Everything you need to know about today’s media coverage of Israel and the Mideast.
Why was a Hamas intelligence document leaked online? What’s the big deal about Mahmoud Abbas’s travel permit? And was a battle in a Syrian village staged for reporters and monitors?
Israel and the Palestinians
• Nadav Shragai (Israel HaYom) explains how Palestinians and Bedouins have taken advantage of citizenship laws to realize their own “right of return.”
• YNet on a Hamas intelligence snafu:
Last Wednesday, a document by the Izz al-Din al-Qassam’s military intelligence department was uploaded online. Titled “List of surrounding kibbutzim,” the document provides a detailede intelligence survey of kibbutzim and communities in the Gaza vicinity area. The list was removed hours after it was leaked.
• Israel stripped Mahmoud Abbas’s VIP travel permit, giving him a more standard two-month pass. AP quotes an Israeli calling it a glitch, adding this important caveat:
Palestinian officials acknowledged the new permit has not prevented Abbas, a frequent traveler to world capitals, from moving in and out of the West Bank.
Here’s an image of the new permit making the rounds online:
• The Sydney Morning Herald picks up on Peace Now’s latest settlement stats. She quotes the government saying the figures are exaggerated, but then correspondent Ruth Pollard raises the EU document accusing Israel of closing off a two-state solution.
Iranian Atomic Urgency
• A lot of papers picked up on Israel and the US postponing a joint military exercise that would have — among other things — simulated Israel’s ballistic missile defense. No need to aggravate an already tense situation with Iran, as the LA Times put it.
• NY Times columnist Roger Cohen worries about an Israeli strike on Iran blindsiding the US during an election year:
At this stage, the U.S. and Israeli triggers appear distinct — with Panetta saying “our red line to Iran is, do not develop a nuclear weapon” whereas the Israelis see irreversible nuclear capability as unacceptable even if a weapon is not being made. In that discrepancy lurks danger.
Don’t go there, Mr. Netanyahu. It would be a terrible mistake. Choosing between the United States and Iran is a no-brainer.
• Shibley Telhami (NY Times op-ed) calls for a Mideast nuclear weapons-free zone and opposes Israeli opacity over its own atomic program. Telhami assumes that nuclear disarmament can happen before peace.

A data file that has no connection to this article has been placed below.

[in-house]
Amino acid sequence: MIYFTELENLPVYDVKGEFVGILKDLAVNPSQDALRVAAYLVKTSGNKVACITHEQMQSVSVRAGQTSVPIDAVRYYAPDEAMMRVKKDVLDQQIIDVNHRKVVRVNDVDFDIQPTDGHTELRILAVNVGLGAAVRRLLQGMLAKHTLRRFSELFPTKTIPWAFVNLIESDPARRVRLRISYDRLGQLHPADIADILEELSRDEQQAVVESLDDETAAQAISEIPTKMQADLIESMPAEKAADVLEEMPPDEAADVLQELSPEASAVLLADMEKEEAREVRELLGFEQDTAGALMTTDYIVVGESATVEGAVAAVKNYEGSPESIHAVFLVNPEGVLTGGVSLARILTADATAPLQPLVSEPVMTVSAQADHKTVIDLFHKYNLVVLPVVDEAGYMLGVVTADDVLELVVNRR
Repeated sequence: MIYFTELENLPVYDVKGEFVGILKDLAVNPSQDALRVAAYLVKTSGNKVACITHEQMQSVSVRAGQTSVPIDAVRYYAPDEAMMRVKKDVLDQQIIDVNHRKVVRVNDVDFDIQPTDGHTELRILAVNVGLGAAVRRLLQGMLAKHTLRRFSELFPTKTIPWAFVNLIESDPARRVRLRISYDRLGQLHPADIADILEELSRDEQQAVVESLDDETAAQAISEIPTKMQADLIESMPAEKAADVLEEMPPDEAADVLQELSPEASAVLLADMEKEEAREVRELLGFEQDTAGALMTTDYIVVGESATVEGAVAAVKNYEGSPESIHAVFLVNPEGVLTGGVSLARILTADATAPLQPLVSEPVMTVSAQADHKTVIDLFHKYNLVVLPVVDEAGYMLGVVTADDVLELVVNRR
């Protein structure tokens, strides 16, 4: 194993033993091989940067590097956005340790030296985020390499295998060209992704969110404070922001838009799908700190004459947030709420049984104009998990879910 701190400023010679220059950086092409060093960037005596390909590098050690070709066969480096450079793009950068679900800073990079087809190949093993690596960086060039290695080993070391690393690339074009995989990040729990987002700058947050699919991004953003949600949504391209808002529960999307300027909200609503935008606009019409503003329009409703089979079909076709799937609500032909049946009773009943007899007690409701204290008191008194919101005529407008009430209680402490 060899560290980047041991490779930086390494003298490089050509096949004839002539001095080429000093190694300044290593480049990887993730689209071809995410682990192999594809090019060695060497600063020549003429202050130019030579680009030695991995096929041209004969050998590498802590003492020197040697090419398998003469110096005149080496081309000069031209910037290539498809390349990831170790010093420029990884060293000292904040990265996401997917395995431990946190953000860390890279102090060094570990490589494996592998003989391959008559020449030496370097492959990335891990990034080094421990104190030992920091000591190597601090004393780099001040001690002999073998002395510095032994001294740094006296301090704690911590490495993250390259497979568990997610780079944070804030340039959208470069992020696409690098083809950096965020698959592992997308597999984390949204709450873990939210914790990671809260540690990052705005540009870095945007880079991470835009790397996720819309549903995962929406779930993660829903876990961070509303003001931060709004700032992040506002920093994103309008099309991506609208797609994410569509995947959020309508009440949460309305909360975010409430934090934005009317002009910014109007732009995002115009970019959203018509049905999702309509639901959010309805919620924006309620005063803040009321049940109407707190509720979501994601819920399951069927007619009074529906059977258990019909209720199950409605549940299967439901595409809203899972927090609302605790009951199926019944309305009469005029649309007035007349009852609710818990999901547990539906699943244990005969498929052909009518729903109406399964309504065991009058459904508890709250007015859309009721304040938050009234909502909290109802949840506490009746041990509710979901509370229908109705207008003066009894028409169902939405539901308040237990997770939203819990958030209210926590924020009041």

• In the fog of Syria, monitors and reporters can’t tell what they’re seeing. Alexandra Zavis (McClatchy News) was under fire with the Arab League observers on the outskirts of one village:
One observer said it felt like the whole episode had been staged, but he could not say by whom. Did the townspeople push them forward to provide cover for an attack by the Free Syrian Army? Or were the security forces using them as an excuse to send in the army?
“We may never know what were the exact circumstances,” he said.
• The Egyptian Army’s Invisible Hand: Its vast business interests hold economy in tight grip, deter it from ceding power
Rest O’ the Roundup
• The Board of Deputies of British Jews rejected a boycott of The Guardian.
• Great moments in government streamlining: Maan News reports that a PLO committee trying to reform Palestinian self-rule proposed creating two parliaments to separate the Palestinian Legislative Council from the Palestinian National Council.
PLC representatives are elected by Palestinians living in the West Bank and Gaza and hasn’t met since 2007. The PNC is a PLO body that includes the Palestinian diaspora and last met in 2009.
• Hackers managed to knock the Tel Aviv Stock Exchange and El Al websites offline temporarily. The Jerusalem Post and YNet were contacted ahead of time by Saudi hacker 0xOmar, who says he’s been joined by a hacking team calling itself “Nightmare.”
Stock trading and flights weren’t effected.
• AFP: Israel and Bulgaria inked a defense cooperation agreement.
For more, see Sunday’s Media Cheat Sheet.